Then our entertainment stopped

The time and moment we dreaded is here. There is hardly any entertainment event on the cards. All thanks to the deadly pandemic, the coronavirus.

As espoused in my last entry, the global coronavirus also known as Covid-19 has choked operations of almost every sector as States attempt to effect various precautionary steps and measures to curb further spread.

So far, the effects of the disease have been devastating and no country is sitting on their laurels with further damage expected to be recorded. Malawi has not been left behind. Last Friday President Peter Mutharika announced the suspension of gatherings of over 100 people as one way of achieving a reasonable social distancing.

Even before that, the local art and entertainment world had already set in motion various steps to help in the prevention of the disease. A number of artists sadly announced the cancellation and postponement of their planned music events.

Artists such as Gwamba, Patience Namadingo and Faith Mussa cancelled their planned events. Performances by Filao Arts and many others have also been halted. Just this week there was communication from the management of one of Blantyre City’s popular entertainment  clubs Blue Elephant that the joint will be closed from March 24 till April 7.

Though Malawi is yet to record its first case of Covid-19, at least by the time of putting together this entry, many players have chosen not to take a careless approach while trying to stay in line with government restrictions on social gatherings.

Such has been the negative effect the global coronavirus has had. It has stuck its teeth very deep in the human fresh such that so many economic activities have been heavily threatened. Most of the artists who have been forced to cancel their events had already invested but all efforts and resources have gone down the drain.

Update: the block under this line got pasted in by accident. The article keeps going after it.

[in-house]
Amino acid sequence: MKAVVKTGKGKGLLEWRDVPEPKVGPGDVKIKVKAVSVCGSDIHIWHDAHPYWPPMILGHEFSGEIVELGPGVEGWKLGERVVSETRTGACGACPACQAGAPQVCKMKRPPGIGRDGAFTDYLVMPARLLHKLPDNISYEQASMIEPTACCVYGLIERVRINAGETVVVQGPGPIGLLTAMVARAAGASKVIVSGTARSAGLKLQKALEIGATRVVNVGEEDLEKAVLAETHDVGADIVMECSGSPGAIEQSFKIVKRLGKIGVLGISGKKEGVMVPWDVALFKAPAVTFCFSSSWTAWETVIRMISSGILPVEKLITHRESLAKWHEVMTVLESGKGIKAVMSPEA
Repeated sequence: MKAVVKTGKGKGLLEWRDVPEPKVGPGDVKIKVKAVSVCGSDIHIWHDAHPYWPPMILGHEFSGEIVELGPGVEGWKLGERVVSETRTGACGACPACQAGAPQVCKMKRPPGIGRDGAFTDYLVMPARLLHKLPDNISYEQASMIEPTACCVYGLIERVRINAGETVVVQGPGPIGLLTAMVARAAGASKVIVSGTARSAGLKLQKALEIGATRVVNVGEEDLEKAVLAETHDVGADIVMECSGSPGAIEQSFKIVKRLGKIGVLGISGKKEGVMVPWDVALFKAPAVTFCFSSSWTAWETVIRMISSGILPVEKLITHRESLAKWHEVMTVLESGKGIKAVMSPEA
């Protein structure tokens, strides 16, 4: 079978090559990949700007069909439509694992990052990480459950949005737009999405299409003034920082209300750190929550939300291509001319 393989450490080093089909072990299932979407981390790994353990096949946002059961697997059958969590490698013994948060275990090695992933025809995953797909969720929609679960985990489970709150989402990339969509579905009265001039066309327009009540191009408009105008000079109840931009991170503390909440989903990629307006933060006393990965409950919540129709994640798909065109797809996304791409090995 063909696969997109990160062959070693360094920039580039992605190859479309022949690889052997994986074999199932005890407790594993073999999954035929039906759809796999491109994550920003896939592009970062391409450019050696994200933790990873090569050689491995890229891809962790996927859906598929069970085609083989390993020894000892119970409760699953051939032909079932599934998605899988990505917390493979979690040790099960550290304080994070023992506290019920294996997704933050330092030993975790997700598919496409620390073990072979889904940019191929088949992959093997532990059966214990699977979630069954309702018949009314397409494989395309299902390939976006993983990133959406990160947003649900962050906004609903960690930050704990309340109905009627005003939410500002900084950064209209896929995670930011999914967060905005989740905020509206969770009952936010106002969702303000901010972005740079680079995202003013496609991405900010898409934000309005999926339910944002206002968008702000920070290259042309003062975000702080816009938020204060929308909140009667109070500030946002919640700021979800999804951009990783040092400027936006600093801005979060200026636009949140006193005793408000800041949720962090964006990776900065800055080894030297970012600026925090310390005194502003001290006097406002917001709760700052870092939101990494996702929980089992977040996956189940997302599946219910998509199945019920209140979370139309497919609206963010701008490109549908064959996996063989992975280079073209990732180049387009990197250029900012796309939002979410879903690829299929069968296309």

Now there is no chance for artists to promote their new releases save through promotional posters shared on their social media spaces. But music is engaging. It is an art which is two dimensional. One needs to lay down his case and also benefit from feedback from the audience before him.

But as the situation is now, the options are very limited and a total collapse of the system as the human race struggles to contain with one of its greatest health catastrophes in years. For a while, we watched events and developments about the disease from a far but right now we can feel it within. It is more real and engaging all precautionary measures is the only option we have.

On Tuesday Cameroonian jazz saxophonist Manu Dibango became one of the first art players to succumb to the disease. The 86-year-old died in Paris, France after catching the virus. Hollywood actor Idris Elba together with his wife Sabrina also contacted the virus. It shows nobody is immune to the disease regardless of their status in society.

On the local front we just pray that the restrictions as directed by the government will be adhered to so that Malawi is spared from the kind of devastation that has hit families, relationships and economies elsewhere.

It sounds like we are asking for much or not being real by praying and hoping that this epidemic spares us altogether. But let us all play our part even in the small cells, in our communities and everywhere. Every effort regardless of its magnitude will make a difference at the end of the day.

The sacrifice and selfless spirit shown by the local artists is quite commendable. They have put the health and well-being of their fans above their own ambitions. We hope every Malawian will take it upon oneself to play their part too.

Share This Post

Powered by